Conditions considered in a Loan Contract
A loan agreement is a contract prepared to bind more than one parties for the purpose of formalizing the loan process. There are different types of loan agreements that range from detailed and complex contracts to simple contracts such as promissory notes between family members and friends. Contract lawyers advocate for these agreements and with the government regulation and supervision, the following terms are followed to the letter.
It is in the most important term, the interest clause, where the two types of interest rates, the floating fees rates and the fixed fee rates are set out. The fixed fee rate is a constant number that never change in the course of the loan period, which is different for the floating fee rates that has an interest rate margin added to a benchmark rate.
Second to the list is the default interest rate clause that increases to the interest rate in case of an event where the lender does not honor the agreement and pay amounts when due. The stated default rate should accurately detail the amount not paid without overstatement of this rate since it could take the excess as penalty, making it not enforceable by law.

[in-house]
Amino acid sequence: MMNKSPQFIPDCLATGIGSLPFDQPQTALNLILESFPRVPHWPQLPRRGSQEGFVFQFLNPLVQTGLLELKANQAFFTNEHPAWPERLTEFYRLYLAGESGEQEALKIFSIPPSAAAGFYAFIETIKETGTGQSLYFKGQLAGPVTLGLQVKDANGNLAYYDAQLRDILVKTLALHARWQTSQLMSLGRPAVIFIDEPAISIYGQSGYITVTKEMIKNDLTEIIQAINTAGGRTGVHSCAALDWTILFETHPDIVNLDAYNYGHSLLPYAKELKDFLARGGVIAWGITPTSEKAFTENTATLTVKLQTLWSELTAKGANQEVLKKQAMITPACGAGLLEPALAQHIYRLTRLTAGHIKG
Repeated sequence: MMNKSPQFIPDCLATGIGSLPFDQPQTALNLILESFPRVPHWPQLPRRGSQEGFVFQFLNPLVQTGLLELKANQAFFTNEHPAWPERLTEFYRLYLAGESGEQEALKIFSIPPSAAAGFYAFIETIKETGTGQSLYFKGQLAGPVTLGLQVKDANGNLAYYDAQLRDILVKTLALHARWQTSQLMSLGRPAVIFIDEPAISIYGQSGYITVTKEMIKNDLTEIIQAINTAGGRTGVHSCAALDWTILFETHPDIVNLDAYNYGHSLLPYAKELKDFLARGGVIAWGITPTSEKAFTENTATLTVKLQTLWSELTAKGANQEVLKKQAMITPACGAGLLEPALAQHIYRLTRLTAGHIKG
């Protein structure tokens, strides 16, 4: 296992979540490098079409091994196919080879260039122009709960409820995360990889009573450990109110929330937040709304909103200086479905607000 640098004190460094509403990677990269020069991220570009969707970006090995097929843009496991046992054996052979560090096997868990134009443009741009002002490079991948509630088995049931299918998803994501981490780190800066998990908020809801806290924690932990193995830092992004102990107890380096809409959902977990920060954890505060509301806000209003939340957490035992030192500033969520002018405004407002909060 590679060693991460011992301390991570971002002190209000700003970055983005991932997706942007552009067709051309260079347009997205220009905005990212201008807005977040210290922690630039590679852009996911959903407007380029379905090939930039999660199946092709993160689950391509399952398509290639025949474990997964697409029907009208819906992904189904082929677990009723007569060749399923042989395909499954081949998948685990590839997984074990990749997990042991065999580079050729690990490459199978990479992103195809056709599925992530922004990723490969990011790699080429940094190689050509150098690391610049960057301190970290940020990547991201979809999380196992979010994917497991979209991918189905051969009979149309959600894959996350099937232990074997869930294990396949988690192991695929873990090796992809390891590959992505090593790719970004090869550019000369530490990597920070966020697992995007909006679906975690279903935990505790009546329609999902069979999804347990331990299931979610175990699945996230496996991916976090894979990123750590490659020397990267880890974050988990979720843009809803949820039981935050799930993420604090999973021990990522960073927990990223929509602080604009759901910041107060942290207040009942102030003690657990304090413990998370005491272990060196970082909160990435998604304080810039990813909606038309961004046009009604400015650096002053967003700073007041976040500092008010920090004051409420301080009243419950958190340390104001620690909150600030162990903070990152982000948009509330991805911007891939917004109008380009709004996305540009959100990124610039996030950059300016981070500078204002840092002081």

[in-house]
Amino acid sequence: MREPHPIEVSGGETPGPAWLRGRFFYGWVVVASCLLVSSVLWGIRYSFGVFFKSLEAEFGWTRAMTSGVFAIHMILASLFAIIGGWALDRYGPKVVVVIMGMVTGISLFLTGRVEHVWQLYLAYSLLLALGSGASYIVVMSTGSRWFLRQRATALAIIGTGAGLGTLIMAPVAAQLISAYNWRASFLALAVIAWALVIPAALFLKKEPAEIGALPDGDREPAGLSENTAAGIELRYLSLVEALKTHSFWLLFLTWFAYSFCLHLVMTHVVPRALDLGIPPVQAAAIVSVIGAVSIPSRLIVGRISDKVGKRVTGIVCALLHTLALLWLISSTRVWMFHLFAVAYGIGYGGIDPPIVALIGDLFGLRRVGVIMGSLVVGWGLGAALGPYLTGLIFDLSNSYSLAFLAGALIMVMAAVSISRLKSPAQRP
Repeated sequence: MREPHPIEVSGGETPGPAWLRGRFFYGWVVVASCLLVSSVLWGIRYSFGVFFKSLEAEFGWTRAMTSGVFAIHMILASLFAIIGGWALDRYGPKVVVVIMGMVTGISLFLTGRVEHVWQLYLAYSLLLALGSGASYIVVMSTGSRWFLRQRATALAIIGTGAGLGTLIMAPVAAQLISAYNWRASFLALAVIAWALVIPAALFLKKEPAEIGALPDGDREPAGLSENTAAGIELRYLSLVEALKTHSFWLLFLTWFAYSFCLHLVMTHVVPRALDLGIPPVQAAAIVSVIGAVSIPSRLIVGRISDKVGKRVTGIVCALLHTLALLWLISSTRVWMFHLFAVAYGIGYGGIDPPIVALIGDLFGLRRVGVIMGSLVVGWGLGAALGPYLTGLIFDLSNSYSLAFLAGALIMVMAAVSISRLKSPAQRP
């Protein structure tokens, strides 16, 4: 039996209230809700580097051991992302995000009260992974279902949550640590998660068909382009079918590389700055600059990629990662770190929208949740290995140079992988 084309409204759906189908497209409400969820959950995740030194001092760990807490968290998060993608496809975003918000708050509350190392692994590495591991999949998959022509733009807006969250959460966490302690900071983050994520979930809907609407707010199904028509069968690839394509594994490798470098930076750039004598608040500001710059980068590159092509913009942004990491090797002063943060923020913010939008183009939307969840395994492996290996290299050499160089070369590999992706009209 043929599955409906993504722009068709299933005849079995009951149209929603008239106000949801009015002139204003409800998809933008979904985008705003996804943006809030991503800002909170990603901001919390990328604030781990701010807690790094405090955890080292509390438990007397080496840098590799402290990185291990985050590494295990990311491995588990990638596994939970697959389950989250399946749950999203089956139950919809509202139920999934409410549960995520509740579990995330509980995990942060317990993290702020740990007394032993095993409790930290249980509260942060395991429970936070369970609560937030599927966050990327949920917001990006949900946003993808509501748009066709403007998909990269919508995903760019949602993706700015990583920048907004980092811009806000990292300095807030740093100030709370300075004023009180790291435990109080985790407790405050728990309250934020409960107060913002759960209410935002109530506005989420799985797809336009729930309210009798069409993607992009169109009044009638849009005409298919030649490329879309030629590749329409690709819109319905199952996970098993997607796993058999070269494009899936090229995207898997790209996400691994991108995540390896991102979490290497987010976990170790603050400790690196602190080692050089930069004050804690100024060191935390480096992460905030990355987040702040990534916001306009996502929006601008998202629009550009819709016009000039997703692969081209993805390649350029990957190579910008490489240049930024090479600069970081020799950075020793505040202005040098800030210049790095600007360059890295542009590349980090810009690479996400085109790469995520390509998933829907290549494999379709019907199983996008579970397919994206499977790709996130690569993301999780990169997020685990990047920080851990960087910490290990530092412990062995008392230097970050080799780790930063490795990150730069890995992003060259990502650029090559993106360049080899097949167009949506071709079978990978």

The other important term of loan agreements is the loan period term, which details the agreement on the payments made before the lapse of the loan period, which are put in place to make the loan more flexible. In most cases, the prepayments are mandatory and are paid at the end of the interest period hence avoiding the payment of breakage costs.
Moving on, events of default is another major loan term which is only available for the loans that are repayable at the end of fixed term because loans that are repayable on demand can be recalled at will by the lender hence no obligation for the borrower to maintain certain covenants.
The fifth term is on the commitment of a loan agreement and divides agreements into two: Committed and uncommitted agreements. Committed agreements give the borrower certain conditions precedents (CP) before they qualify for a loan but there are no CPs for uncommitted loans.
The other key term relates to the repayment provisions of the loan and clearly states whether the loan is repaid on demand or on schedule and gives the schedules and timelines of this repayment.
Whether the loan is secured or unsecured is another term of the loan agreement with major loans being secured against assets although this is not always the case as lenders may risk not securing a facility.
In conclusion, it is necessary to consider all the terms of a loan agreement, which give the process of securing the loan, seeing that the document is protected by the law with even contract lawyers in it.